With almost the entire community of Circle City away at the Science & Engineering Fair and festivities in Anchorage this week, it was a very quiet expedition takeoff – except for the crazed Polar Huskies! These veterans know the routine of Arctic exploration very well, so as soon as Mille arrived and they observed increased commotion – bags going in and out, sleds being pushed into position – they made it clear, on a continuing basis, that they were ready to go. Shortly after lunch, the sleds were packed and lashed – each loaded with about 800-900 pounds of food and supplies. Paul and Mille are each running a sled with 12 Polar Huskies. Paul explains, “When we run two teams like this, Mille and I enjoy great teamwork. We work together to travel the fastest and keep the dogs happy. We are not set on the team line-ups, but shift the dogs around between us as we see fit on any given day. However, there are some dogs that we most always run – just because they are our buddies and work well for us. My choices are typically Peto and Beacon, while Timber and Sable are almost always found on Mille’s team.” Peto making noise and looking wild, ready to go!.
Listen to how the two teams of Polar Huskies are set up.
Polar Huskies raring to go…
Watch the expedition take off.
Crowd or no crowd, it was a magnificent take off for the GoNorth! Arctic National Wildlife Refuge 2006 expedition. In true Polar Husky style – just raring to go – the Polar Huskies were launching into the air, attempting to be louder than the siren on that fancy red firetruck. To be honest – even though we have set out on many expeditions with the Polar Huskies for the last thirteen years – hooking up the team to a loaded sled never stops being intimidating. “You sort of get the feeling that you had better hang on for dear life,” says Mille. “And so, we did! Paul took off out of the firehouse, across Main Street; passing cars and houses. Local dogs running loose were soon ducking for cover as they saw one then two teams of mighty Polar Huskies coming at them full-blast.”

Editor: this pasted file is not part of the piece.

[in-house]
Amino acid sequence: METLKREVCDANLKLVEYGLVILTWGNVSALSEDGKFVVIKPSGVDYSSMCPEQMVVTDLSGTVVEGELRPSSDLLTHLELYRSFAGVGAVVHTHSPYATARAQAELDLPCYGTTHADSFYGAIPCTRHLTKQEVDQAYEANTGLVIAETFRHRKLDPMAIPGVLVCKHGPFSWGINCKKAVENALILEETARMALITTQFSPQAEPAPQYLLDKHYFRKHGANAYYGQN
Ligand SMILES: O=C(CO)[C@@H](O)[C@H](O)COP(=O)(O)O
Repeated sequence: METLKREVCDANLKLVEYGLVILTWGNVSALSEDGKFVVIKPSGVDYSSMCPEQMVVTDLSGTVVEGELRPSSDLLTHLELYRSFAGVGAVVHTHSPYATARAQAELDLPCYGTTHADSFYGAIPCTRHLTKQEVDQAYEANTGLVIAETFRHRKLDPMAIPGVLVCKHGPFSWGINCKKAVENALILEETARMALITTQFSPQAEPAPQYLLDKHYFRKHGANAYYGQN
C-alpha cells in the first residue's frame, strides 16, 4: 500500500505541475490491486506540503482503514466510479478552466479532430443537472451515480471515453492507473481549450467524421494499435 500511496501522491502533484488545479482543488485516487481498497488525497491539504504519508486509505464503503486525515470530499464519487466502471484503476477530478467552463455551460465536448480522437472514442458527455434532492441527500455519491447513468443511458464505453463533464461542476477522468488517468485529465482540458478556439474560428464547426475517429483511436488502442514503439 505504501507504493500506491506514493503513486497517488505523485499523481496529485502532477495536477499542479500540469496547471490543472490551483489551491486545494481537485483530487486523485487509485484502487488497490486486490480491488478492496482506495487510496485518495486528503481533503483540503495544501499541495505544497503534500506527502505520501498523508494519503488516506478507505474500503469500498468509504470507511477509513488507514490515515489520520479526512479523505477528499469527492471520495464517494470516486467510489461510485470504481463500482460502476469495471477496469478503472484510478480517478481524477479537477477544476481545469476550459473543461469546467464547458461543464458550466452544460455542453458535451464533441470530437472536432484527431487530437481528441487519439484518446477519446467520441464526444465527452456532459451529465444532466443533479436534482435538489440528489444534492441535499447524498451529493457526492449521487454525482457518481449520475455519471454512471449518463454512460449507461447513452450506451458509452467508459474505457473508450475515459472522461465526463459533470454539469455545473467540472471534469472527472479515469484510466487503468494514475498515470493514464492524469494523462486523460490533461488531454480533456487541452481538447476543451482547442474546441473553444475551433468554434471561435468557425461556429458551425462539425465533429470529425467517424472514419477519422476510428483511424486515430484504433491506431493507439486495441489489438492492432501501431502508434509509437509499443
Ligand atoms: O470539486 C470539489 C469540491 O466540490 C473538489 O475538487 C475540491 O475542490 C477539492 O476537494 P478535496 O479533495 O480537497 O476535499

The trail going out of town was narrow but hard-packed, making the sleds glide like giant ships. Both Paul and Mille just hung on to their sleds, enjoying the ride – it was a blast! Two steep hillsides dropped the teams onto a small water channel leading to the Yukon River. This is as far as Paul had been running the teams the previous week – and soon thereafter it all changed. Approaching a small island, Mille fell behind and her sled tipped on its side as she came up and over an ice shelf covered in deep snow. She managed to maneuver the Polar Huskies to drag the sled while leveraging her weight, pulling it back upright and moving on, to catch up with Paul. However, it turned out that this was just the beginning. Sinking into the deep snow and sliding on the sloping banks of the river channels, the sleds must have spilled over twenty-some times. Combined with trying to prevent this from happening by pushing and jerking the front and then the back-end of the sled, the first days of sledding turned out to be full workouts for two- and four-legged team members alike. It did get a lot better once they finally came out of the side-channels to run on the Yukon River itself. They now have to be constantly watching for thin ice and open water caused by the force of the running water. Open water on the Yukon River.
Watch the fun, running on the river!
The solar panel powering most of the equipment used to beam out text, images, movies, and sounds from the expedition.

On that note, consider that this exact power of the river – which makes it trickier for the team to travel on it because of pushed up ice ledges and open water – is also what makes it a source of alternative energy. The river's powerful flow generates electricity that is dammed on the Canadian side running through the city of Whitehorse (which the team went through a couple of weeks ago).